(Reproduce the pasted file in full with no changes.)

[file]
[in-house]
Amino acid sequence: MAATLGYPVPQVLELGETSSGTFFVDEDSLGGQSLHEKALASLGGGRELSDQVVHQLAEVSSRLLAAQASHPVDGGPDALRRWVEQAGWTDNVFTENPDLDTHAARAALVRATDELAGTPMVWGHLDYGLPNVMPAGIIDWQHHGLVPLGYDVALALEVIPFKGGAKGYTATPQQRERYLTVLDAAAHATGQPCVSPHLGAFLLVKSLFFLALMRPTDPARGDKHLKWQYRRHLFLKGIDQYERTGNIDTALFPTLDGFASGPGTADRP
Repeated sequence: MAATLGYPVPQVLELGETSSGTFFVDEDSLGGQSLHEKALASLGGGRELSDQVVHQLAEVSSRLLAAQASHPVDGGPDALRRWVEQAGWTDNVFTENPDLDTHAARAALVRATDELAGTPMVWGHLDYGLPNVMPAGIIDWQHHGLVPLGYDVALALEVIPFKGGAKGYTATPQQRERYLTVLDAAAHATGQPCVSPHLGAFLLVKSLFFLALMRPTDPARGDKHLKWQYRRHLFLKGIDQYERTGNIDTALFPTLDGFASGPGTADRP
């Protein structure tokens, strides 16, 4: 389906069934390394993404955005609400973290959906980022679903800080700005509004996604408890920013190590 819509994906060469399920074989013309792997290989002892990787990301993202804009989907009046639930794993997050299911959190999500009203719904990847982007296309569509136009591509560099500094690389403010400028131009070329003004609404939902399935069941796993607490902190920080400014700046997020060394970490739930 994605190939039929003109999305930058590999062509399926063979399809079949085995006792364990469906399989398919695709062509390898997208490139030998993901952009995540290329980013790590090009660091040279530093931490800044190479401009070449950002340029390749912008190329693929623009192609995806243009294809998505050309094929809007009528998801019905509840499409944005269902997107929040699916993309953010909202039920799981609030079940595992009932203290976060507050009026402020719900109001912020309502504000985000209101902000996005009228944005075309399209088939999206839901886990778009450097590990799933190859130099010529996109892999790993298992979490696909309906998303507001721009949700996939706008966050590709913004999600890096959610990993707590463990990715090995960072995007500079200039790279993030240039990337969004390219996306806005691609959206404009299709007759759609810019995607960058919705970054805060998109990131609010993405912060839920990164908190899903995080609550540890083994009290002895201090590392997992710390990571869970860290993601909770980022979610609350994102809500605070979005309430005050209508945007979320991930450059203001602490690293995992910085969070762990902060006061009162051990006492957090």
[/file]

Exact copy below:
[in-house]
Amino acid sequence: MAATLGYPVPQVLELGETSSGTFFVDEDSLGGQSLHEKALASLGGGRELSDQVVHQLAEVSSRLLAAQASHPVDGGPDALRRWVEQAGWTDNVFTENPDLDTHAARAALVRATDELAGTPMVWGHLDYGLPNVMPAGIIDWQHHGLVPLGYDVALALEVIPFKGGAKGYTATPQQRERYLTVLDAAAHATGQPCVSPHLGAFLLVKSLFFLALMRPTDPARGDKHLKWQYRRHLFLKGIDQYERTGNIDTALFPTLDGFASGPGTADRP
Repeated sequence: MAATLGYPVPQVLELGETSSGTFFVDEDSLGGQSLHEKALASLGGGRELSDQVVHQLAEVSSRLLAAQASHPVDGGPDALRRWVEQAGWTDNVFTENPDLDTHAARAALVRATDELAGTPMVWGHLDYGLPNVMPAGIIDWQHHGLVPLGYDVALALEVIPFKGGAKGYTATPQQRERYLTVLDAAAHATGQPCVSPHLGAFLLVKSLFFLALMRPTDPARGDKHLKWQYRRHLFLKGIDQYERTGNIDTALFPTLDGFASGPGTADRP
């Protein structure tokens, strides 16, 4: 389906069934390394993404955005609400973290959906980022679903800080700005509004996604408890920013190590 819509994906060469399920074989013309792997290989002892990787990301993202804009989907009046639930794993997050299911959190999500009203719904990847982007296309569509136009591509560099500094690389403010400028131009070329003004609404939902399935069941796993607490902190920080400014700046997020060394970490739930 994605190939039929003109999305930058590999062509399926063979399809079949085995006792364990469906399989398919695709062509390898997208490139030998993901952009995540290329980013790590090009660091040279530093931490800044190479401009070449950002340029390749912008190329693929623009192609995806243009294809998505050309094929809007009528998801019905509840499409944005269902997107929040699916993309953010909202039920799981609030079940595992009932203290976060507050009026402020719900109001912020309502504000985000209101902000996005009228944005075309399209088939999206839901886990778009450097590990799933190859130099010529996109892999790993298992979490696909309906998303507001721009949700996939706008966050590709913004999600890096959610990993707590463990990715090995960072995007500079200039790279993030240039990337969004390219996306806005691609959206404009299709007759759609810019995607960058919705970054805060998109990131609010993405912060839920990164908190899903995080609550540890083994009290002895201090590392997992710390990571869970860290993601909770980022979610609350994102809500605070979005309430005050209508945007979320991930450059203001602490690293995992910085969070762990902060006061009162051990006492957090």